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June 11th, 2015, 04:19 AM   #1
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Writing equation with complex roots

I was given two complex numbers as roots of differential equation:
k1, k2 = 1 +- 2i

I need to write a equation.

Am I right, that I need to write
y = e^x(C1cos2x+C2sin2x) then get two derivatives and put them in a format
y''+py'+qy = 0

?
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June 11th, 2015, 04:42 AM   #2
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Do you mean that the complex numbers are roots of the characteristic equation? If so, then your $$y = \mathrm e^x(C1\cos2x+C2\sin2x)$$is the general solution of the homogeneous equation.
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June 11th, 2015, 04:46 AM   #3
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Quote:
Originally Posted by v8archie View Post
Do you mean that the complex numbers are roots of the characteristic equation? If so, then your $$y = \mathrm e^x(C1\cos2x+C2\sin2x)$$is the general solution of the homogeneous equation.
Yes, but I actually dont need solution, but to get equation from these.
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June 11th, 2015, 05:26 AM   #4
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Your approach would yield the correct answer.

But you can write the equation from knowledge about the characteristic equation without knowing the solution.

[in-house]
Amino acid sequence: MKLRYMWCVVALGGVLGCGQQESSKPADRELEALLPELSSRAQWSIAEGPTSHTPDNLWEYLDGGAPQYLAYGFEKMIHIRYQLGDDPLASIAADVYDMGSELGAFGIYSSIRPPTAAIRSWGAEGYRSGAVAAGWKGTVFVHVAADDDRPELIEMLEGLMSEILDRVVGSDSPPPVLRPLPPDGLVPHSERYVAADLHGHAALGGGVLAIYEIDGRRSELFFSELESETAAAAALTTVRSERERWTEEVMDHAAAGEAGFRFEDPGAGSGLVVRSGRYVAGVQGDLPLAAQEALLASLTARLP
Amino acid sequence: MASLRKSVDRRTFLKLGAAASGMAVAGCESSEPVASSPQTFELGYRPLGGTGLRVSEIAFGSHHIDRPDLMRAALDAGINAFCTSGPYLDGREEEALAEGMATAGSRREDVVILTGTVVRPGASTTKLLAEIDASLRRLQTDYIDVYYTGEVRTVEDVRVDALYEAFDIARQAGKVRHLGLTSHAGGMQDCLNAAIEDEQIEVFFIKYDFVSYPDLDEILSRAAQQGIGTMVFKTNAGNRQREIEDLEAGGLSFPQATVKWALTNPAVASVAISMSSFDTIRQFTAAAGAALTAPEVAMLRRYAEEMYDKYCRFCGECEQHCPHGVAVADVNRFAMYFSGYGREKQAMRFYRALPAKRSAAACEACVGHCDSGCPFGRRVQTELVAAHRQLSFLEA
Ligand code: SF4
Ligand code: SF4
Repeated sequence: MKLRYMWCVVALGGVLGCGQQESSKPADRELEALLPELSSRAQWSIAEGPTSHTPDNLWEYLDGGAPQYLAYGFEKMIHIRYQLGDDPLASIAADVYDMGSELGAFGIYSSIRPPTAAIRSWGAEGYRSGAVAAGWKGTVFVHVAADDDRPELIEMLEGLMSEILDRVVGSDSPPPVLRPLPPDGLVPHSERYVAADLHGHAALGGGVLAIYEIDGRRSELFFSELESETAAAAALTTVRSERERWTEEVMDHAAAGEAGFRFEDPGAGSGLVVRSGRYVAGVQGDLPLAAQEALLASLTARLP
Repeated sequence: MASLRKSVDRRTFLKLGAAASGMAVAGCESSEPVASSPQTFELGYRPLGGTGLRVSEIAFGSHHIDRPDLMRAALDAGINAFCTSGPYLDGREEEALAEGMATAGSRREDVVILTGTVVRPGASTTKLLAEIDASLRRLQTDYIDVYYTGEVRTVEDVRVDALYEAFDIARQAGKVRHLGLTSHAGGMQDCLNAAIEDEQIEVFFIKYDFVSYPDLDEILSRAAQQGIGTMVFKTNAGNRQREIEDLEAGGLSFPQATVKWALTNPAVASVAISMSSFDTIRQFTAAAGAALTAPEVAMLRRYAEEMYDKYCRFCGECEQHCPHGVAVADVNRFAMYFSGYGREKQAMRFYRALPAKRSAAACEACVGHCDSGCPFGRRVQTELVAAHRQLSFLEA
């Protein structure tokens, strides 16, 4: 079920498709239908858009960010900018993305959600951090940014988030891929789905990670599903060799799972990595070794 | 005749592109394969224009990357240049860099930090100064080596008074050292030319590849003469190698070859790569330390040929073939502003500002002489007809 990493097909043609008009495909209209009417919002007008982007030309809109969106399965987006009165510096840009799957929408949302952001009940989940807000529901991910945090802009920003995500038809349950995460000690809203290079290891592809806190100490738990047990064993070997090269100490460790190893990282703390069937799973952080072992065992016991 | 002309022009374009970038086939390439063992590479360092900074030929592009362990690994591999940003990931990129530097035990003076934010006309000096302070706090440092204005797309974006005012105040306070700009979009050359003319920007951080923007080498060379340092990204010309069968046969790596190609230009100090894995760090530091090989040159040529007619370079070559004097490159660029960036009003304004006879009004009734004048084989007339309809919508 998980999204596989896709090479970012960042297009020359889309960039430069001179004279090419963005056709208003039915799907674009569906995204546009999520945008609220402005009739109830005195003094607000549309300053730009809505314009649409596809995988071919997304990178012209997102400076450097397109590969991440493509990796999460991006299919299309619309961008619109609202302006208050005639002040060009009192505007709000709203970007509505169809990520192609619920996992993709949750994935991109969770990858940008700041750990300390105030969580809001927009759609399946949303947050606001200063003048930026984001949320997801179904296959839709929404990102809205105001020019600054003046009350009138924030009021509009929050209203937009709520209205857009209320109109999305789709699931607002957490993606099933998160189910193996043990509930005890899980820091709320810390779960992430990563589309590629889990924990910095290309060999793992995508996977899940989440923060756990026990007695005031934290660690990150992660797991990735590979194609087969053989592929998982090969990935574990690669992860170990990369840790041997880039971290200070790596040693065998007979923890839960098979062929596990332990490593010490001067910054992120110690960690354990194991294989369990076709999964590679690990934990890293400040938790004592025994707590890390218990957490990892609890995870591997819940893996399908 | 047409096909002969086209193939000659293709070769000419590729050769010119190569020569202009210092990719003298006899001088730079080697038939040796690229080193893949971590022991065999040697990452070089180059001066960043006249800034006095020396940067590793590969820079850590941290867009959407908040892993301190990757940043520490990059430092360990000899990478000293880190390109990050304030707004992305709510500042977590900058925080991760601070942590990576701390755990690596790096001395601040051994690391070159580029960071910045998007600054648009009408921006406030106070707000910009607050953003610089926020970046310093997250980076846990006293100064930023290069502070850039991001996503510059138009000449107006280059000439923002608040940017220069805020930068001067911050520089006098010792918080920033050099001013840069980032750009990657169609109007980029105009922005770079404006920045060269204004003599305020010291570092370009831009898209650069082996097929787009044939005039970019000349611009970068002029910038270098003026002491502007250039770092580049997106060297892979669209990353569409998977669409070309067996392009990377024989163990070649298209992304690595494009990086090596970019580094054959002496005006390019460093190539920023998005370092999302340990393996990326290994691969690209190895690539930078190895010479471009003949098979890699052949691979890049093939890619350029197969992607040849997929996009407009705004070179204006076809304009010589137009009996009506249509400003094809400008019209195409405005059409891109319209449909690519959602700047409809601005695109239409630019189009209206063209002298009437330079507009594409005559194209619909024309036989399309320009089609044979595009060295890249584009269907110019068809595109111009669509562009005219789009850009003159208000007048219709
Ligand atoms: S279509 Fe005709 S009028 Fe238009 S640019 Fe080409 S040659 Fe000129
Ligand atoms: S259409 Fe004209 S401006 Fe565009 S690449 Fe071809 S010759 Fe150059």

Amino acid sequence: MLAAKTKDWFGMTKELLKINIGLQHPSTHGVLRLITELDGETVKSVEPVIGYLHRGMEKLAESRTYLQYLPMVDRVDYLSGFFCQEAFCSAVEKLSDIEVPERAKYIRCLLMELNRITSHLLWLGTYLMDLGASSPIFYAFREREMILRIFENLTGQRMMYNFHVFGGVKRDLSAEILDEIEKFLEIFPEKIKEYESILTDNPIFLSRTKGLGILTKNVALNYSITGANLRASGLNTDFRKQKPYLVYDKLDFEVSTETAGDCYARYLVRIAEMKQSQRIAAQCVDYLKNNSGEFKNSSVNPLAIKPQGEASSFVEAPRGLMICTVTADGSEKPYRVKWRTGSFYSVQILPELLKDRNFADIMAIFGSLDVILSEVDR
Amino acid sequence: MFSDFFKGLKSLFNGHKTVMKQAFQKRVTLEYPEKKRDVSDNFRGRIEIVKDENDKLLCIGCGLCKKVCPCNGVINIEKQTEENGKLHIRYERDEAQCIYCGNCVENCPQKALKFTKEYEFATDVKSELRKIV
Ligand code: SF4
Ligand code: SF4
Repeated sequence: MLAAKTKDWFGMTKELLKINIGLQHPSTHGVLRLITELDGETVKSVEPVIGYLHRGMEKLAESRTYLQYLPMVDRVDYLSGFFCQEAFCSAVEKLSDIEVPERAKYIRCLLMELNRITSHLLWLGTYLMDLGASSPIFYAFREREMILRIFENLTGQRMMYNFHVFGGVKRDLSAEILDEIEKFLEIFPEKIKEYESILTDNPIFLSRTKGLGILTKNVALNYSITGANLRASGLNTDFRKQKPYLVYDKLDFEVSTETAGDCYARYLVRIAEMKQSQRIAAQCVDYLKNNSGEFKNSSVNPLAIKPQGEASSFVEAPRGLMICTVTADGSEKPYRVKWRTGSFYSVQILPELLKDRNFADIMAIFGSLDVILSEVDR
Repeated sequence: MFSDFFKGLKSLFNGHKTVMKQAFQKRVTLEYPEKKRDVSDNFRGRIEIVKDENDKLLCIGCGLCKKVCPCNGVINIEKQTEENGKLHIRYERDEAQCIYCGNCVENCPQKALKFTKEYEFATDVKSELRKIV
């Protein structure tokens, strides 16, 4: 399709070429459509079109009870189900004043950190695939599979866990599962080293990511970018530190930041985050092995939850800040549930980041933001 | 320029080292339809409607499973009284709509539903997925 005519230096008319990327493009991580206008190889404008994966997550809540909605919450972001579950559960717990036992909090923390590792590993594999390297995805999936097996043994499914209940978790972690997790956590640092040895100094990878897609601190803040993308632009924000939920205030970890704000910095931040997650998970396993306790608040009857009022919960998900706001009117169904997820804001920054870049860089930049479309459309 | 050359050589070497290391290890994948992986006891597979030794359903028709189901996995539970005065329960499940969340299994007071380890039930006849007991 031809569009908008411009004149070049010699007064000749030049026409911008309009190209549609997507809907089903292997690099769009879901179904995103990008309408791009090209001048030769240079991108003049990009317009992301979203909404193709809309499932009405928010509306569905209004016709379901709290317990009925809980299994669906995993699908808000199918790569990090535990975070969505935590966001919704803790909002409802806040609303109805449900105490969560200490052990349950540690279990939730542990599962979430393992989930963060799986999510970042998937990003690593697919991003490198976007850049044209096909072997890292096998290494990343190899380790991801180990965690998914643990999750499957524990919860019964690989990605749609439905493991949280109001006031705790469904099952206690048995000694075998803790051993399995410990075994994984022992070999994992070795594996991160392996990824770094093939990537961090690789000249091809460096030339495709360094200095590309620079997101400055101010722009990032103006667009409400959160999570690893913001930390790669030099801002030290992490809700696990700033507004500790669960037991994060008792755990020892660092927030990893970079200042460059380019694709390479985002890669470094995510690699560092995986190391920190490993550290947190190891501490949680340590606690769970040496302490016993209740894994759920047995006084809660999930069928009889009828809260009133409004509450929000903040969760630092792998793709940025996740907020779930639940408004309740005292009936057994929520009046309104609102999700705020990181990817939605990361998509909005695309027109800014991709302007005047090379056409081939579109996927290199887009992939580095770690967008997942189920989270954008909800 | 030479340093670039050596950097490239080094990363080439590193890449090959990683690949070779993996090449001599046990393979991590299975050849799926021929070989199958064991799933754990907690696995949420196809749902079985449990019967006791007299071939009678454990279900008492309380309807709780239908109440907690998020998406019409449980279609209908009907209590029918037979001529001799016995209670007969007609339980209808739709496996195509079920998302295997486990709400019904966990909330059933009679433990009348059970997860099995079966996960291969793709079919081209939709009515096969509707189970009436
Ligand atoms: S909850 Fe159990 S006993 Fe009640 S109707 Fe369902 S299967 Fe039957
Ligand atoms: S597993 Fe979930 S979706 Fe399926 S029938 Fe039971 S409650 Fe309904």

If the roots of the characteristic equation are $\alpha$ and $\beta$ then the characteristic equation is $(u - \alpha)(u - \beta)$. This can be expanded into the form $u^2 + pu + q$ and then the associated homogeneous differential equation would be $${\mathrm d^2 y \over \mathrm d x^2} + p{\mathrm d y \over \mathrm d x} + q = 0$$
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June 11th, 2015, 06:21 AM   #5
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Quote:
Originally Posted by v8archie View Post
Your approach would yield the correct answer.

But you can write the equation from knowledge about the characteristic equation without knowing the solution.

If the roots of the characteristic equation are $\alpha$ and $\beta$ then the characteristic equation is $(u - \alpha)(u - \beta)$. This can be expanded into the form $u^2 + pu + q$ and then the associated homogeneous differential equation would be $${\mathrm d^2 y \over \mathrm d x^2} + p{\mathrm d y \over \mathrm d x} + q = 0$$
So in my case the characteristic equation is:
(u-1)(u-2)

(u^2)-3u+2 = 0

y''-3y'+2 = 0 ?
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June 11th, 2015, 06:31 AM   #6
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No, your roots are complex, not real.
$$\big(u - (1+2\mathrm i)\big)\big(u - (1-2\mathrm i)\big)$$
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June 11th, 2015, 07:24 AM   #7
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Quote:
Originally Posted by v8archie View Post
No, your roots are complex, not real.
$$\big(u - (1+2\mathrm i)\big)\big(u - (1-2\mathrm i)\big)$$
So it would be:
u^2-2u+5 = 0

u''-2u'+5=0

?

i think
(1-2i)+(1+2i) = 2+0i=2
(1-2i)*(1+2i) = 5+0i = 5
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June 11th, 2015, 08:33 AM   #8
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Correct, though I'd use y for the independent variable of the homogeneous differential equation:
y'' - 3y' + 2 = 0.
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